Thursday, October 26, 2017

Dave Arneson and SWCL

For those of you who have read this blog over the years, it should be no surprise that I am a huge fan of the Dave Arneson rule of 1 gp spent = 1 xp. In my experience, this motivates players to take ownership of the world their characters inhabit. For example, in my Lost Colonies campaigns the following places exist because players spent money to bring them into being:


  • A Tavern that specializes in stirge meat.
  • A cheese factory
  • A camel farm
  • A monastery and chapel
  • A stone and statue garden
  • An abandoned dwarven home

The Road from Headwaters to Trisagia

  • A stone toll bridge manned by half-giants


  • A merchant company the specializes in shipping

The Elflands

  • A cathedral with an illuminated text

Note that only the last one qualifies as a standard Stronghold in B/X terms. I really love this stuff because it enriches the campaign world in a way that I could never do purely on my own. These places have been adventure fodder and/or direct results of adventures. Each one has multiple stories attached to it. I firmly believe none of these would exist if it weren’t for Dave Arneson’s rule of 1 gp spent = 1 xp. As a consequence, whenever I run into a version of D&D that does not use it, I try to find an easy way to shoehorn it in.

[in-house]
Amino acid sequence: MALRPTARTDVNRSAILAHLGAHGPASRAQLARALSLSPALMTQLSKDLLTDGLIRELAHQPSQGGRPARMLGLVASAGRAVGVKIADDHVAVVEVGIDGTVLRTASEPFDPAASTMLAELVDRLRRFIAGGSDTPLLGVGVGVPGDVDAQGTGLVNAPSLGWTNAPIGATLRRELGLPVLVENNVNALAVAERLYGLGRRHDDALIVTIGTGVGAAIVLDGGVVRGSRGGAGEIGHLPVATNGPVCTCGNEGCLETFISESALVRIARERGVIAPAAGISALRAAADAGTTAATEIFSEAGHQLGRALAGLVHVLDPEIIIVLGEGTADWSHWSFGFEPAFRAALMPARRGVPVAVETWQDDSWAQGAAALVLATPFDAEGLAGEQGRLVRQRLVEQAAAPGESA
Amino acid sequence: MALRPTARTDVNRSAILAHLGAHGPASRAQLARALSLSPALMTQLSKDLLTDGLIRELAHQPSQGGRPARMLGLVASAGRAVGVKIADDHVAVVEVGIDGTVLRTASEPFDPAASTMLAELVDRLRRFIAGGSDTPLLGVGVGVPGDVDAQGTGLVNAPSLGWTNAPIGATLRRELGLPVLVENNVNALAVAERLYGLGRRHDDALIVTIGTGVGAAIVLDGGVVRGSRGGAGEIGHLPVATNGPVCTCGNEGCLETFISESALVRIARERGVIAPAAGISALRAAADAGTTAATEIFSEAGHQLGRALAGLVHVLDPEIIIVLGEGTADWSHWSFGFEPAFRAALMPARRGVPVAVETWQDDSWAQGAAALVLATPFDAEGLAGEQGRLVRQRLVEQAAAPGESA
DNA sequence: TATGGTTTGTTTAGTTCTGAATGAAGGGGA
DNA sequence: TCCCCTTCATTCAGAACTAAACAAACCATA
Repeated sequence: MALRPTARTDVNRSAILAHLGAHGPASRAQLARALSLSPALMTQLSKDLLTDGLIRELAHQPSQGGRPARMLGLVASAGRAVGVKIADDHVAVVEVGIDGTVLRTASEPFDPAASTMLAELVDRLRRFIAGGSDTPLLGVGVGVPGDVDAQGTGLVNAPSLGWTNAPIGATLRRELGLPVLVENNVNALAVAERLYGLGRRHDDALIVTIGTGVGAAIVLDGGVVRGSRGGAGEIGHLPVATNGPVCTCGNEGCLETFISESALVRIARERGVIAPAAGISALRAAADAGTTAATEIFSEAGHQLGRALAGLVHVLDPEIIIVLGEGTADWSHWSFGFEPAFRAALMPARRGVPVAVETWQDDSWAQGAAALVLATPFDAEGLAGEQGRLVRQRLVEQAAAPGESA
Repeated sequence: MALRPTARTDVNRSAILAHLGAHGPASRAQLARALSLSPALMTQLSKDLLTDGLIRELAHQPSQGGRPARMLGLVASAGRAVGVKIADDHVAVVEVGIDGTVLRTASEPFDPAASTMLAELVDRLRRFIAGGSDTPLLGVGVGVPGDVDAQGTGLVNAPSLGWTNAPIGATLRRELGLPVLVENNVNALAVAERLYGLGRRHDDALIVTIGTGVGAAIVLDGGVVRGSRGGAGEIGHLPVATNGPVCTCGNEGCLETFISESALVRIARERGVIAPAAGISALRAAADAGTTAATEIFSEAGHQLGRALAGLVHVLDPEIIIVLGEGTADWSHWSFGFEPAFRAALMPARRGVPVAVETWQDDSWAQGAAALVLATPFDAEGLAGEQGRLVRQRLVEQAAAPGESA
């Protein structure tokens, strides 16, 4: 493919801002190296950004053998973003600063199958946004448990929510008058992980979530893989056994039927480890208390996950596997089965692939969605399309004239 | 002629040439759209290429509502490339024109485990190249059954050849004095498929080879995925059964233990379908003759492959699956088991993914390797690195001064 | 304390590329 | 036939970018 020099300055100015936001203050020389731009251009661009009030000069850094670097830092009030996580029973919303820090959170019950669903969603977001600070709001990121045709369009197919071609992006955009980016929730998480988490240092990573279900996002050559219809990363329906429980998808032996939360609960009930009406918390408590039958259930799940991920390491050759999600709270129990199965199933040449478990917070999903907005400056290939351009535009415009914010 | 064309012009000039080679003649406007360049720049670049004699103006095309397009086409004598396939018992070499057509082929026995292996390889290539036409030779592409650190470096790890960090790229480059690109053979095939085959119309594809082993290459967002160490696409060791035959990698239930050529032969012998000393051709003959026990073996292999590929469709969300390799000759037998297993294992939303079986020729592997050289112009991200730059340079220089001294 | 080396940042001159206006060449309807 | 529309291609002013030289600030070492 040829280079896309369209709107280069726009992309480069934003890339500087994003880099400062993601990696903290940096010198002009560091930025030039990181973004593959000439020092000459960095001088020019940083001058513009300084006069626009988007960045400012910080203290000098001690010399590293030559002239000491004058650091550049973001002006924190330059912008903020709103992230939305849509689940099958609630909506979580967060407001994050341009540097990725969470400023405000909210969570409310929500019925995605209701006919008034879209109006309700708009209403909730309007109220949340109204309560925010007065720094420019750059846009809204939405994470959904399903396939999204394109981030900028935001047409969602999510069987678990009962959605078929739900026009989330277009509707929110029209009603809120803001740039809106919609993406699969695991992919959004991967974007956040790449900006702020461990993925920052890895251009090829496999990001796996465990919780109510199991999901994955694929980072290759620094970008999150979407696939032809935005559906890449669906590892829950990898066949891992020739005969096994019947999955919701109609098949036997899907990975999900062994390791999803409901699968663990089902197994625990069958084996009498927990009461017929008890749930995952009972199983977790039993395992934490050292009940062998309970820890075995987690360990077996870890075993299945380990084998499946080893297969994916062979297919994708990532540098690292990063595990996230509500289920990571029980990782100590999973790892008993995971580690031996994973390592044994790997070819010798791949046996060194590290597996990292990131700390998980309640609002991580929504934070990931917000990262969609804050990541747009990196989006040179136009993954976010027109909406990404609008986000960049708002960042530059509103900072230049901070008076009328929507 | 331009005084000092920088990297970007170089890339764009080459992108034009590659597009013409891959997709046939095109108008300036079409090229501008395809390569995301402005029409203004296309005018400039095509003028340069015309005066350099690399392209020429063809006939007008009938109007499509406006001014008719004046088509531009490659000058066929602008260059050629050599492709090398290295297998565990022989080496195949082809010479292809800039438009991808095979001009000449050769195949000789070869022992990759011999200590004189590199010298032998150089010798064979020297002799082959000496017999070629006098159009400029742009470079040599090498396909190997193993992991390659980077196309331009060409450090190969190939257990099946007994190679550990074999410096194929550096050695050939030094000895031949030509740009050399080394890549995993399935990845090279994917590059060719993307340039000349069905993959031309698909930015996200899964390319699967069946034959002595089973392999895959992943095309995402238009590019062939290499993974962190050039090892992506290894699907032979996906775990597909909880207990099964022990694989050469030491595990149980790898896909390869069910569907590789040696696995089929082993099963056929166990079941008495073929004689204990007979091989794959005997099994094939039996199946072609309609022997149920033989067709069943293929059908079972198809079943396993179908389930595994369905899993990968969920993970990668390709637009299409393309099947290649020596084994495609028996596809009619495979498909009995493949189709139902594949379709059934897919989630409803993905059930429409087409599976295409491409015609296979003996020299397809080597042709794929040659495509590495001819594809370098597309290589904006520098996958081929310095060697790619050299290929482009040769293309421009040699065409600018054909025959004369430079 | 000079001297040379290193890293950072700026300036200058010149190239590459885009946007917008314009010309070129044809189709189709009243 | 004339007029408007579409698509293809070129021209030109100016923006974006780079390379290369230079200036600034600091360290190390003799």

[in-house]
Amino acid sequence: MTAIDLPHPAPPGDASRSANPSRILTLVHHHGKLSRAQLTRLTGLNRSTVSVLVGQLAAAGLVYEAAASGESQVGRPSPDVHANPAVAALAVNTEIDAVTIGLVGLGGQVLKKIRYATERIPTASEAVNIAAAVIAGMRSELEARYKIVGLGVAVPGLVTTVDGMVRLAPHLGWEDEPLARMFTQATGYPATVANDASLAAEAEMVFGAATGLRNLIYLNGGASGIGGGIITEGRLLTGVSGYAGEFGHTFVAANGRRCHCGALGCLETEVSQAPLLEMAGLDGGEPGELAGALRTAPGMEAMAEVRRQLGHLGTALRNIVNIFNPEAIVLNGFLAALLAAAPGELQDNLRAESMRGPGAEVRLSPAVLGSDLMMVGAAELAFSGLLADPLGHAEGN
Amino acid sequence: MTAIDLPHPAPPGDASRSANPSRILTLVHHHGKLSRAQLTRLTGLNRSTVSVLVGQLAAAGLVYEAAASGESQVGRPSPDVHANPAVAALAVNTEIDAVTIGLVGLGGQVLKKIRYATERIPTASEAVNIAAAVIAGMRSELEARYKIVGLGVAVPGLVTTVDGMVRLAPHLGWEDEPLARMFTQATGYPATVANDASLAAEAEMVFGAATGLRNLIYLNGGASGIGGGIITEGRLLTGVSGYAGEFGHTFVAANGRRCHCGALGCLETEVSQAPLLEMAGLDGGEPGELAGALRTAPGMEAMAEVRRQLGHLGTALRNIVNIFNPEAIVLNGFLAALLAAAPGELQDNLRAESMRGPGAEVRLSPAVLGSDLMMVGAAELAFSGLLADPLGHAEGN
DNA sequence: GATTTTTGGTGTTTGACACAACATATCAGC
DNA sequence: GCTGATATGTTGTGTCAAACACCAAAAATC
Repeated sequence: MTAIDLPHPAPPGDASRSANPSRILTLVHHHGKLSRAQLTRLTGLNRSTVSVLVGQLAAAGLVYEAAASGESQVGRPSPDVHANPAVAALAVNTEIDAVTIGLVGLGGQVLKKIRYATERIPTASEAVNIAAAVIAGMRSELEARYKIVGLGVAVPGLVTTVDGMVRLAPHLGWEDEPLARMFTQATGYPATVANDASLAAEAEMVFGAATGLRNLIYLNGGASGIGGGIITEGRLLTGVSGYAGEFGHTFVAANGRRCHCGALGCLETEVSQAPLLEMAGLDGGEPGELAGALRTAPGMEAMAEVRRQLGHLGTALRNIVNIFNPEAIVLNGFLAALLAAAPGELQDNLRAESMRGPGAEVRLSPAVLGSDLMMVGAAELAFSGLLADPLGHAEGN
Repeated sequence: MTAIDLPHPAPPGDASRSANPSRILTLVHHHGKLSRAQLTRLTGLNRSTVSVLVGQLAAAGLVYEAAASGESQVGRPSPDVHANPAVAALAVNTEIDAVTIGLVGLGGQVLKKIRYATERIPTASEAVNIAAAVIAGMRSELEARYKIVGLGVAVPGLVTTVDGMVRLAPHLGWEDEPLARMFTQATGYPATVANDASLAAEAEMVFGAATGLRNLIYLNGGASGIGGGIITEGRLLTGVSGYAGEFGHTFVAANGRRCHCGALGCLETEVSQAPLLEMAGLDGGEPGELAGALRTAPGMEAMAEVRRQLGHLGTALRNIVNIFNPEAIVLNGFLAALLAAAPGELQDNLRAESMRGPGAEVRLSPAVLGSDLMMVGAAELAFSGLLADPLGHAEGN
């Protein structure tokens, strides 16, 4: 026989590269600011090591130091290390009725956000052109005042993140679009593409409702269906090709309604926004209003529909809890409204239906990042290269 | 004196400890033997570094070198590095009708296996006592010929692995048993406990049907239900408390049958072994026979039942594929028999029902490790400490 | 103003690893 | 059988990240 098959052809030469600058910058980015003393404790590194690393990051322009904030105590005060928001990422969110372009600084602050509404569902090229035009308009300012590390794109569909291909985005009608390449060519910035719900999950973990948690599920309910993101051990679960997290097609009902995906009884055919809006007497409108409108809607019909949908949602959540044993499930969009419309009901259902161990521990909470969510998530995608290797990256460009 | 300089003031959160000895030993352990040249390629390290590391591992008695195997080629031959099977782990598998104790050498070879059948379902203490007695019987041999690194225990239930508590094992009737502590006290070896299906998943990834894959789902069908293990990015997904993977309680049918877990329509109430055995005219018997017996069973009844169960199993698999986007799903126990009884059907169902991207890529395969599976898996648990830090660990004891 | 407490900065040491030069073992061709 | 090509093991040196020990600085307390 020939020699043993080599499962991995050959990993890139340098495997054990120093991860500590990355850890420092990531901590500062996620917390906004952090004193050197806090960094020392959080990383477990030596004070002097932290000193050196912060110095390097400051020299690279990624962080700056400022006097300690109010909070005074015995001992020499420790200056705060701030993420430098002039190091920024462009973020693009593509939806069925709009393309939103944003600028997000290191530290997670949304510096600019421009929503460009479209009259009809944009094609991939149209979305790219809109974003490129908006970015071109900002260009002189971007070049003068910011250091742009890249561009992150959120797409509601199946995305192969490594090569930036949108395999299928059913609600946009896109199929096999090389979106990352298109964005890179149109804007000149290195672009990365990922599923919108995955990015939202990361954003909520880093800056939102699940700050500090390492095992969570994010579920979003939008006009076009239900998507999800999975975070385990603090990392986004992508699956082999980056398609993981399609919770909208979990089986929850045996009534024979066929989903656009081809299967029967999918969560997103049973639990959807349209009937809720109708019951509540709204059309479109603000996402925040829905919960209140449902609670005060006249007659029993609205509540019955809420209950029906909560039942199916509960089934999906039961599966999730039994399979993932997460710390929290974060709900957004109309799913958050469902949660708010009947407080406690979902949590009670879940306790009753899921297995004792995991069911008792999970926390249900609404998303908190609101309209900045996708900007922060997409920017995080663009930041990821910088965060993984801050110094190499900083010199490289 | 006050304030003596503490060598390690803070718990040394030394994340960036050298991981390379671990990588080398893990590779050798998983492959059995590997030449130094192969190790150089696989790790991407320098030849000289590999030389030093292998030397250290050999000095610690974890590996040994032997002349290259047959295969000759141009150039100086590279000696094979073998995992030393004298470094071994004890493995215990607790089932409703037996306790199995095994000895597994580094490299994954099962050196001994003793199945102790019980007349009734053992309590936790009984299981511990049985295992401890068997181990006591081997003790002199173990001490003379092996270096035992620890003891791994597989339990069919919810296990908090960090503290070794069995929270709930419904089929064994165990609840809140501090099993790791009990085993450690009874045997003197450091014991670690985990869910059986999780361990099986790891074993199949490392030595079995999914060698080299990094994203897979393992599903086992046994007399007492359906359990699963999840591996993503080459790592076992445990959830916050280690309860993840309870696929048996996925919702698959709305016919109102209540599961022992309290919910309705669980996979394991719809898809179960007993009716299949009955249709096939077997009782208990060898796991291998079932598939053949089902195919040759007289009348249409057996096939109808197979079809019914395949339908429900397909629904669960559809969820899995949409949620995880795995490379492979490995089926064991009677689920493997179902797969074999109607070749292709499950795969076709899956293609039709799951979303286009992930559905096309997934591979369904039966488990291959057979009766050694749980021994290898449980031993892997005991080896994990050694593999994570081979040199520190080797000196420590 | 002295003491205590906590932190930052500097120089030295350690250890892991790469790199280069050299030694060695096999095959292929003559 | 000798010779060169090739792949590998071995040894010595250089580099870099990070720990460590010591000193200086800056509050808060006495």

Enter SWCL. I actually love the leveling mechanic of this game: complete a given number of sessions/adventures and you level. No math, no trying to assign experience value to non-combat encounters, just go on adventures and be done with it. This idea is so elegantly simple I am actually loathe to mess with it; however, I am also loathe to get rid of the incentive for players to invest in all of the kind of world-building goodness that the Arneson rule has produced in my games.

Thus, I propose an Optional Rule for SWLC:

In order for an adventure to be considered “complete,” a character must spend at least half of the treasure gained from that adventure.

Thus, if my character’s share of the booty is 20 gp because we overlooked the real treasure trove, I need to spend 10 gp to complete that adventure in terms of gaining levels. If that booty is 2000 gp (because we went back and found the hidden treasure chest) I now have to figure out a way to spend 1000 gp.